Monday, October 02, 2017

AGNES NIXON BOOK REVIEW: My Life To Live

A year after her death, I review Agnes Nixon's autobiography, My Life To Live for SoahHub:

One Life to Live (OLTL) and All My Children (AMC) creator Agnes Nixon completed the manuscript of her autobiography, My Life To Live, only a few days before she died in her sleep on September 28, 2016.
A year later, her book is available for soap opera fans and television historians alike.
In the Beginning
The first half of Nixon’s book is devoted to her childhood, her admiration of her hard-working, single mother, also named Agnes, life with her beloved Grandma Kate (sound familiar?), and her difficult relationship with her distant, demanding, and controlling father.
She based Pine Valley’s Palmer Cortlandt on him (though without the Dobermans). That should tell you everything you need to know about him.
Read the entire review, here.
And for more from Agnes and about Agnes, keep reading....
Originally published January 7, 2017

It was a big weekend for All My Children and One Life to Live fans!

The shows' original creator, Agnes Nixon, released a statement on Facebook about her babies continuing on with Prospect Park, and Emmy-winner Debbi Morgan revealed on Twitter that she'd signed on to play Angie again... as had her leading man, Darnell Williams (Jesse).  (For those interested in this sort of thing, it is fascinating that public figures are choosing social, rather than traditional, media these days for their breaking news.  Presumably they prefer to control the story instead of leaving it in someone else's hands.)

In light of this great news, I thought I'd repost a blog from 2011, wherein onetime OLTL Headwriter Michael Malone shared what he learned from Agnes about writing a compelling soap opera.

Enjoy!

Originally published 10/24/11

AGNES' ALWAYS APT ADVICE

As the clock ticks down to One Life to Live's last airdate on ABC, and Prospect Park, the company scheduled to take both it and sister show, All My Children, on-line continues to be skimpy on the details: Will it be daily? Weekly? Will it be ad supported? Subscription-based? Will it be an hour? A half hour? Will it be all video? Will it be multimedia? Who is in the cast? Who is writing?

I thought now would be a good time to share the advice AMC and OLTL's creator, Agnes Nixon, gave to Michael Malone prior to his first daytime assignment.

Malone recalls, "When I first joined One Life as Headwriter, Agnes Nixon invited me to her home for dinner. That evening she graciously asked me about my novels. I didn’t want to talk about them. Here was one of the most gifted creators of a great American genre right across the table. I wanted advice on how best to write serial for television. Her metaphors were a master class in how narrative must move when story is open-ended, now in the case of her One Life to Live, for more than forty years. She said, “Keep turning the diamond to the light. There’s a lot to see.” She said, “It’s a big ship. If you want to change directions, start way ahead.” She said, “Don’t let all the waves break at once. One wave crests; there’s another behind it, then another.”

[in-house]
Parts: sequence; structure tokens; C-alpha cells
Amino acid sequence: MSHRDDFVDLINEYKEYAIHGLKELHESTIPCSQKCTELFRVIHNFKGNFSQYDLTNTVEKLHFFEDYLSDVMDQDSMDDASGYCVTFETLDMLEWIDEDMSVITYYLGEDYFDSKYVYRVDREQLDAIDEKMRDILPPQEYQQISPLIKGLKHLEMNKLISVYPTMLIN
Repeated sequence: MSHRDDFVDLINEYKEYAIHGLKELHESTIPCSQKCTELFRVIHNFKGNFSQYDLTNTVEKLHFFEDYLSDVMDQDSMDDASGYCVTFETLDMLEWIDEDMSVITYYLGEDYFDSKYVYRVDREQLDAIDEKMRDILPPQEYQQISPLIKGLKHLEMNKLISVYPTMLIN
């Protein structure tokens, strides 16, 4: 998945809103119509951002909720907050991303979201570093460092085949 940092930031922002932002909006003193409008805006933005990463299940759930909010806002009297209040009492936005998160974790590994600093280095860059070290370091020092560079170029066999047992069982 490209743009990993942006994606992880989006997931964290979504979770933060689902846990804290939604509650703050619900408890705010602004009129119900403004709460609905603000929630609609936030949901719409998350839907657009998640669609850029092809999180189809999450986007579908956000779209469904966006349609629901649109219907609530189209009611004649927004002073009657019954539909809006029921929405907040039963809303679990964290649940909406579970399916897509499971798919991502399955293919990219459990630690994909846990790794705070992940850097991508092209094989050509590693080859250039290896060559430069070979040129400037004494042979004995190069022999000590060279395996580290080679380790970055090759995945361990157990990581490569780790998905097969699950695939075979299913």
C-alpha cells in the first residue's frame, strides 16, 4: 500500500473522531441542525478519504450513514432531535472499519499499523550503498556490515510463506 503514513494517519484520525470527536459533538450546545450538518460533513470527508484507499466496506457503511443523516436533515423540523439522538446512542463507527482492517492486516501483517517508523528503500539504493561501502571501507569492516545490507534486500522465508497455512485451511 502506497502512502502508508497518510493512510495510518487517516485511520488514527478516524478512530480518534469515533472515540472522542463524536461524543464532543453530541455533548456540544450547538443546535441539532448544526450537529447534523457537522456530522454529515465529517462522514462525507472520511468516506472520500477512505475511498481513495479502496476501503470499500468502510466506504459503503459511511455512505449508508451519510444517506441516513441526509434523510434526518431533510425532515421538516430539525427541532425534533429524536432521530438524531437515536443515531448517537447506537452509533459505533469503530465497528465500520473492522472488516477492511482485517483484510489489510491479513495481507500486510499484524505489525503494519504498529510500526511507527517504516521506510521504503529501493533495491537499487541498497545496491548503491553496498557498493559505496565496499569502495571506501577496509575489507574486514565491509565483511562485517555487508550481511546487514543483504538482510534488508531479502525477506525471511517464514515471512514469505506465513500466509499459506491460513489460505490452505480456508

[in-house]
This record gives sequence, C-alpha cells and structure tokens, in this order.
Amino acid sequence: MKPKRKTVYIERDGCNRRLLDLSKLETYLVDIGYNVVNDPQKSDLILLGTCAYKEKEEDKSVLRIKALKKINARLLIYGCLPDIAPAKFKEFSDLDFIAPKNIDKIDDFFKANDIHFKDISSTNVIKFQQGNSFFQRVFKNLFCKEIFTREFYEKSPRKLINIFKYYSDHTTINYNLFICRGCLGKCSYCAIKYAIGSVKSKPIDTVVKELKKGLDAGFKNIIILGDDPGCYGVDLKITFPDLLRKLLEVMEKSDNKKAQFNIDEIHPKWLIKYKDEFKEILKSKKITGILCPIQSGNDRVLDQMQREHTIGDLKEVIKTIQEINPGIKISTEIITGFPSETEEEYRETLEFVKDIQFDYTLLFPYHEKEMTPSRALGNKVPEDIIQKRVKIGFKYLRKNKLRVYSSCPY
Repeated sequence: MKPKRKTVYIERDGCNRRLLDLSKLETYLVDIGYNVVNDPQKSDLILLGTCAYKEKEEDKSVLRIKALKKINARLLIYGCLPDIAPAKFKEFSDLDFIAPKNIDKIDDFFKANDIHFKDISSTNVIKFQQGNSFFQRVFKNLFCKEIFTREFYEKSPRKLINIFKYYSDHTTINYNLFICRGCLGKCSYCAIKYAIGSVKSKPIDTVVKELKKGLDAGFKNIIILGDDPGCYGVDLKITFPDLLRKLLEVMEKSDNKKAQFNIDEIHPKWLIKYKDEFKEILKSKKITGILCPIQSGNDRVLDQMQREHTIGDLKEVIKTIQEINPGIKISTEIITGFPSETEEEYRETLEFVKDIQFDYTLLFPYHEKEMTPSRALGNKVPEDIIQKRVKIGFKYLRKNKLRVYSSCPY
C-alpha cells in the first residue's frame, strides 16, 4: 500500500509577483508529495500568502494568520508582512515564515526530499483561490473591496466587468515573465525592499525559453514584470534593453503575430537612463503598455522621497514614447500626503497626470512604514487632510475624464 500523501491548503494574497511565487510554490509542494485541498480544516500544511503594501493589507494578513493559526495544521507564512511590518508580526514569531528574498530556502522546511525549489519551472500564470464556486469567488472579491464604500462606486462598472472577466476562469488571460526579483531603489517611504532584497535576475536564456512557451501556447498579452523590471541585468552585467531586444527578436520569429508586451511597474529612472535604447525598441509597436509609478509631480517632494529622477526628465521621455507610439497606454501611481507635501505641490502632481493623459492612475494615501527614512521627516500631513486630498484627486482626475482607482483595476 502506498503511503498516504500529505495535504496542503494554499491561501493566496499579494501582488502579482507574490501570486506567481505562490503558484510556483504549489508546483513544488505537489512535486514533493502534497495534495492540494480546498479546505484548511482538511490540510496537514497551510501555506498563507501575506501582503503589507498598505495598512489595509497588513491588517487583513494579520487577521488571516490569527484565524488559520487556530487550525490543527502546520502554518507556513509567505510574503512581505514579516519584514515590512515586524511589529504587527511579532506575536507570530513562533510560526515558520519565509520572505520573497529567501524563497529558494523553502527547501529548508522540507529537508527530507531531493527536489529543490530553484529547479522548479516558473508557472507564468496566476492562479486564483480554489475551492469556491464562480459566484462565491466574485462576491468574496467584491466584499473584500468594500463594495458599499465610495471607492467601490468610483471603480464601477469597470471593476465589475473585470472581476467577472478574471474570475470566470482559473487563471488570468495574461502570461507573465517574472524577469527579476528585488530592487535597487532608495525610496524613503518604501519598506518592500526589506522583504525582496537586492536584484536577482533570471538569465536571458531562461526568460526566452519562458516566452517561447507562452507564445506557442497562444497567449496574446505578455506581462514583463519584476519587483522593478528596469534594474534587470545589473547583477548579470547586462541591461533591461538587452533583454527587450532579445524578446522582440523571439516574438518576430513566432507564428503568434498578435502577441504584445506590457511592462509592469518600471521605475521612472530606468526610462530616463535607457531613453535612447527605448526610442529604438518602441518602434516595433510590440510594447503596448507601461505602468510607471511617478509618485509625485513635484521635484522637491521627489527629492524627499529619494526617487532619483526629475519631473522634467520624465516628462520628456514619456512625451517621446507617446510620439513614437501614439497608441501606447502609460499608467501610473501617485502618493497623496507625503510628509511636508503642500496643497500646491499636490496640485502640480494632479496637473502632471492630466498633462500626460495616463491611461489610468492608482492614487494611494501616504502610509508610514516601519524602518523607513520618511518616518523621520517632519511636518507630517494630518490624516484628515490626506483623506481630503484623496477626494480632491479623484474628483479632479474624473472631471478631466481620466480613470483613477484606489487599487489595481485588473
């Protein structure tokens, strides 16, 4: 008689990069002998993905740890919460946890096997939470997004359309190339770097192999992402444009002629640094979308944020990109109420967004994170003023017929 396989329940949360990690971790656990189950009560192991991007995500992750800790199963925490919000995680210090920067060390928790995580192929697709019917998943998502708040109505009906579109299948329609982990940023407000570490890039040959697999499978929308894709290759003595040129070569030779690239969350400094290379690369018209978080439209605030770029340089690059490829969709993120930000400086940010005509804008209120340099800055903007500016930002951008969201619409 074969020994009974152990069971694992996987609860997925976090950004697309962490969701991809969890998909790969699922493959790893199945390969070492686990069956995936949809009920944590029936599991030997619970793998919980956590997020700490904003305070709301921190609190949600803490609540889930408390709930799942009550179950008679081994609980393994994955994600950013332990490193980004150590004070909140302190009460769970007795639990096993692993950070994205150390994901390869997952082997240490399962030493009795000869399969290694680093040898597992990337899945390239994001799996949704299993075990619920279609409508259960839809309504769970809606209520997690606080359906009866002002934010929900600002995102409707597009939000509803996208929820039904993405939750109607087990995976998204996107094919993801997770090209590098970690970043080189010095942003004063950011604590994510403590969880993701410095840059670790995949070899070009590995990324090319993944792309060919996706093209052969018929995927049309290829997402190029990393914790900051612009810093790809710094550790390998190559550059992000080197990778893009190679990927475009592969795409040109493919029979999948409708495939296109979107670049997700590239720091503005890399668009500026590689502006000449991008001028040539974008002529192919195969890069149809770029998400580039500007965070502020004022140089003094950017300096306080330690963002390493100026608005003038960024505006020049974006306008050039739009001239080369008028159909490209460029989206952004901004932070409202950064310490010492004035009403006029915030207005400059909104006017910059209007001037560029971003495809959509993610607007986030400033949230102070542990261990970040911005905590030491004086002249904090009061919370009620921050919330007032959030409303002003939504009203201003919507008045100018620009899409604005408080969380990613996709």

Read more from Michael Malone and dozens of other soap opera writers, actors and producers about what made - and still makes - the medium great in Soap Opera 451: A Time Capsule of Daytime Drama's Greatest Moments. (Direct link at: http://tinyurl.com/SoapMomentsEBook)

Friday, September 01, 2017

SECRETS OF GETTING INTO HUNTER COLLEGE ELEMENTARY & HIGH-SCHOOL REVEALED!

Hunter College Elementary School's Kindergarten 2018 application is finally open!

You only have one chance to do it right, so don't fill out any forms until you use this calculator to figure out the optimal test-date for your child.

Percentiles are based on your child's age, and choosing the wrong date can mean the difference between qualifying for Second Round, and being shut out. (Also read this interview about the pros and cons of sending a child to an Accelerated Kindergarten before they turn 5 years old.)

Next, watch the videos below.

Still have questions? Get them answered at our exclusive G&T Test Prep Tips and All Your Gifted School Options Explained Happy Hour on Tuesday, October 24. We'll explain how to raise your odds of getting in, offer test prep tips and free practice materials, and take you through the application timeline, step by step.

RSVP, here. Space is extremely limited. (The 9/9 event is already sold out.)



And if you're looking to get a head start on Hunter College High-School applications (there is no middle-school; to read more about Hunter's unique status, including why it's not, despite popular opinion, a public school, but actually closer to a charter school, click here), listen to the podcast below:


Lots more info, plus inside intel from parents who successfully got through the process, in my books, "Getting Into NYC Kindergarten" and "Getting Into NYC High-School!"